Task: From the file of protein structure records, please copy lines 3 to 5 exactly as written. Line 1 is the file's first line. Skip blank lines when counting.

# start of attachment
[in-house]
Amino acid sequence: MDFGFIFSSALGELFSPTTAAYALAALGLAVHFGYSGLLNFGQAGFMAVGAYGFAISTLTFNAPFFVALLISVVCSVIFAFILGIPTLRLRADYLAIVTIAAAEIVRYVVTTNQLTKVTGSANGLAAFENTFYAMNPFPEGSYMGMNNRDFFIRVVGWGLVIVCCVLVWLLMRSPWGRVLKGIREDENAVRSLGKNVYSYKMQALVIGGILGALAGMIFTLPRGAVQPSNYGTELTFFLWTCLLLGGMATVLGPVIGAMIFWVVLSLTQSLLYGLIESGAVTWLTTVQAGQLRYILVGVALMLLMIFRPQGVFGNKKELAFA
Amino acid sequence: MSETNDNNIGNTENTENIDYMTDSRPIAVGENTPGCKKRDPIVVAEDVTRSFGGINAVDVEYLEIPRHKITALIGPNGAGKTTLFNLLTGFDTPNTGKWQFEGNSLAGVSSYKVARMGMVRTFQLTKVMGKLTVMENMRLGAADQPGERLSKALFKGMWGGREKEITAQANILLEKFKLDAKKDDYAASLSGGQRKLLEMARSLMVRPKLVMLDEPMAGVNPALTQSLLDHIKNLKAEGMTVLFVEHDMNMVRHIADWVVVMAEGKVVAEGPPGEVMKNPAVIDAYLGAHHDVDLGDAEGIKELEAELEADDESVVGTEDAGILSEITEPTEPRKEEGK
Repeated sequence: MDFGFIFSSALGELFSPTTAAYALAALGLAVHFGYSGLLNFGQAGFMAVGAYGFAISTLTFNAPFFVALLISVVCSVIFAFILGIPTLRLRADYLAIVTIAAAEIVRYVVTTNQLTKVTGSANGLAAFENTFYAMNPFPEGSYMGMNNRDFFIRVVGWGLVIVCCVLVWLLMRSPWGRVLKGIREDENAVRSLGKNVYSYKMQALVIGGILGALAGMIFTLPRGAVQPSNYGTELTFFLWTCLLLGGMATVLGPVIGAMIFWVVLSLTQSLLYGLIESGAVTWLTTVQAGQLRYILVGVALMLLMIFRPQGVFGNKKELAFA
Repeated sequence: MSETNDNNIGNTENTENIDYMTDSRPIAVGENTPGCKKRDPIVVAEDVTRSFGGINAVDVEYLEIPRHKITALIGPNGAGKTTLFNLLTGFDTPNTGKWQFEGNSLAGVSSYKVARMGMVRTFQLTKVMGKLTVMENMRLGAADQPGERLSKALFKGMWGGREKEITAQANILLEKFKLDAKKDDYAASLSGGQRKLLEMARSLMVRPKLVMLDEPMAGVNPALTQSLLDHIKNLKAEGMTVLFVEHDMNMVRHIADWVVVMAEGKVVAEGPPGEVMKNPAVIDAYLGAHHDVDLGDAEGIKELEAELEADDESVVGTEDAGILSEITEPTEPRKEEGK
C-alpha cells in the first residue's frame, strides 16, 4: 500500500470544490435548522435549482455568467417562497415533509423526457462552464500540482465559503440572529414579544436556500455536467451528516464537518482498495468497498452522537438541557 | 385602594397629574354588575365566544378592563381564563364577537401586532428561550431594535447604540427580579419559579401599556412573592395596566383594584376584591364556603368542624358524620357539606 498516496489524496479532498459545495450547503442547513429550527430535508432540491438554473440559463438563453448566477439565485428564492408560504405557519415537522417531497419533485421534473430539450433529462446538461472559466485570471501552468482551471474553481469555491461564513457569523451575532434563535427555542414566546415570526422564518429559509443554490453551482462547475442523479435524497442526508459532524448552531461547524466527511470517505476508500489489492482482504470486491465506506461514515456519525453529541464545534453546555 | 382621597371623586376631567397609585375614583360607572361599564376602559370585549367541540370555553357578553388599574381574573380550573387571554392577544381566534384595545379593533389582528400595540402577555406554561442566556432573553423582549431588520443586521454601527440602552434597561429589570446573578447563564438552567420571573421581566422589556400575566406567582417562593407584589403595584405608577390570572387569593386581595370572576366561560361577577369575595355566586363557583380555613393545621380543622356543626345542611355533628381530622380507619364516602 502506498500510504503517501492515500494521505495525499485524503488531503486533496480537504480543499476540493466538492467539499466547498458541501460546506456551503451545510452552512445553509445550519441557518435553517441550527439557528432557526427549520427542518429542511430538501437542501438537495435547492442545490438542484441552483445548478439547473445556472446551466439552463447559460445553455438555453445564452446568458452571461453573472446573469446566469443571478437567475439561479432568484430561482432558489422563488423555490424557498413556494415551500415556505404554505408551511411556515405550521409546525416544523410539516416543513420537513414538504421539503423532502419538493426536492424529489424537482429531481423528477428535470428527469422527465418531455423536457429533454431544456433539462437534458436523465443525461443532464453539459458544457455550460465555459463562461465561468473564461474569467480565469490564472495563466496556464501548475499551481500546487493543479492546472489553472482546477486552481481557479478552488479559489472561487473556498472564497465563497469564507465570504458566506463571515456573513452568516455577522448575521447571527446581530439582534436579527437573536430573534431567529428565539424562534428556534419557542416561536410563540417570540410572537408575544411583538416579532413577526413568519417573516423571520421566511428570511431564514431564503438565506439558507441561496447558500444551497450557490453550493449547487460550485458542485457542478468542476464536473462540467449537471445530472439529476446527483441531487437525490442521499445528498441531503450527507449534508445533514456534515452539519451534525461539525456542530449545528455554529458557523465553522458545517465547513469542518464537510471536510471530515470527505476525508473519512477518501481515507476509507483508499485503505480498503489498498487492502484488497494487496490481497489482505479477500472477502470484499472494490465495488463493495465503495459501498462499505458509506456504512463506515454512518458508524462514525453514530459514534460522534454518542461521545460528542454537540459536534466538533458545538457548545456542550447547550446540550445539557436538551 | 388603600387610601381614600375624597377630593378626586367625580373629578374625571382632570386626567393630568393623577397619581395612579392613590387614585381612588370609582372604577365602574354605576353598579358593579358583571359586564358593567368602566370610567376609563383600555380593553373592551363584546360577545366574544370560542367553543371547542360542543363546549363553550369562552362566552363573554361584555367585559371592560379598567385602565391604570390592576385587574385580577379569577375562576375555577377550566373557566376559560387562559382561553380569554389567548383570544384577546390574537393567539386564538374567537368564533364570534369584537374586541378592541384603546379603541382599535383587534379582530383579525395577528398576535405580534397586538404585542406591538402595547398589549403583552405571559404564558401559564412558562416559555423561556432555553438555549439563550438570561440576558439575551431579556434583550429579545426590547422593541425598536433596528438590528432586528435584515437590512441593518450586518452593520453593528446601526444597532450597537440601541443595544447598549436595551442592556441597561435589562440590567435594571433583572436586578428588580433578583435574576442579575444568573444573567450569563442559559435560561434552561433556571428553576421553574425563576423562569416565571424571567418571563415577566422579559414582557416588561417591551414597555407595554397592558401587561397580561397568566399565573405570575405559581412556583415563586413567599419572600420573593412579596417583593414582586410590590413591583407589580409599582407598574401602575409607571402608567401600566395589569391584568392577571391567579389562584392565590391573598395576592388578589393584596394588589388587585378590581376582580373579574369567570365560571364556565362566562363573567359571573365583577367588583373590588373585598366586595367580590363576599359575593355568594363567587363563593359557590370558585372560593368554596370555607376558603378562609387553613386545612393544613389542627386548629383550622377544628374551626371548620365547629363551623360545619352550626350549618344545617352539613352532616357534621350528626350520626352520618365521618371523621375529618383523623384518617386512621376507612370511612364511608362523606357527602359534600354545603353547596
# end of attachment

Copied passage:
Amino acid sequence: MSETNDNNIGNTENTENIDYMTDSRPIAVGENTPGCKKRDPIVVAEDVTRSFGGINAVDVEYLEIPRHKITALIGPNGAGKTTLFNLLTGFDTPNTGKWQFEGNSLAGVSSYKVARMGMVRTFQLTKVMGKLTVMENMRLGAADQPGERLSKALFKGMWGGREKEITAQANILLEKFKLDAKKDDYAASLSGGQRKLLEMARSLMVRPKLVMLDEPMAGVNPALTQSLLDHIKNLKAEGMTVLFVEHDMNMVRHIADWVVVMAEGKVVAEGPPGEVMKNPAVIDAYLGAHHDVDLGDAEGIKELEAELEADDESVVGTEDAGILSEITEPTEPRKEEGK
Repeated sequence: MDFGFIFSSALGELFSPTTAAYALAALGLAVHFGYSGLLNFGQAGFMAVGAYGFAISTLTFNAPFFVALLISVVCSVIFAFILGIPTLRLRADYLAIVTIAAAEIVRYVVTTNQLTKVTGSANGLAAFENTFYAMNPFPEGSYMGMNNRDFFIRVVGWGLVIVCCVLVWLLMRSPWGRVLKGIREDENAVRSLGKNVYSYKMQALVIGGILGALAGMIFTLPRGAVQPSNYGTELTFFLWTCLLLGGMATVLGPVIGAMIFWVVLSLTQSLLYGLIESGAVTWLTTVQAGQLRYILVGVALMLLMIFRPQGVFGNKKELAFA
Repeated sequence: MSETNDNNIGNTENTENIDYMTDSRPIAVGENTPGCKKRDPIVVAEDVTRSFGGINAVDVEYLEIPRHKITALIGPNGAGKTTLFNLLTGFDTPNTGKWQFEGNSLAGVSSYKVARMGMVRTFQLTKVMGKLTVMENMRLGAADQPGERLSKALFKGMWGGREKEITAQANILLEKFKLDAKKDDYAASLSGGQRKLLEMARSLMVRPKLVMLDEPMAGVNPALTQSLLDHIKNLKAEGMTVLFVEHDMNMVRHIADWVVVMAEGKVVAEGPPGEVMKNPAVIDAYLGAHHDVDLGDAEGIKELEAELEADDESVVGTEDAGILSEITEPTEPRKEEGK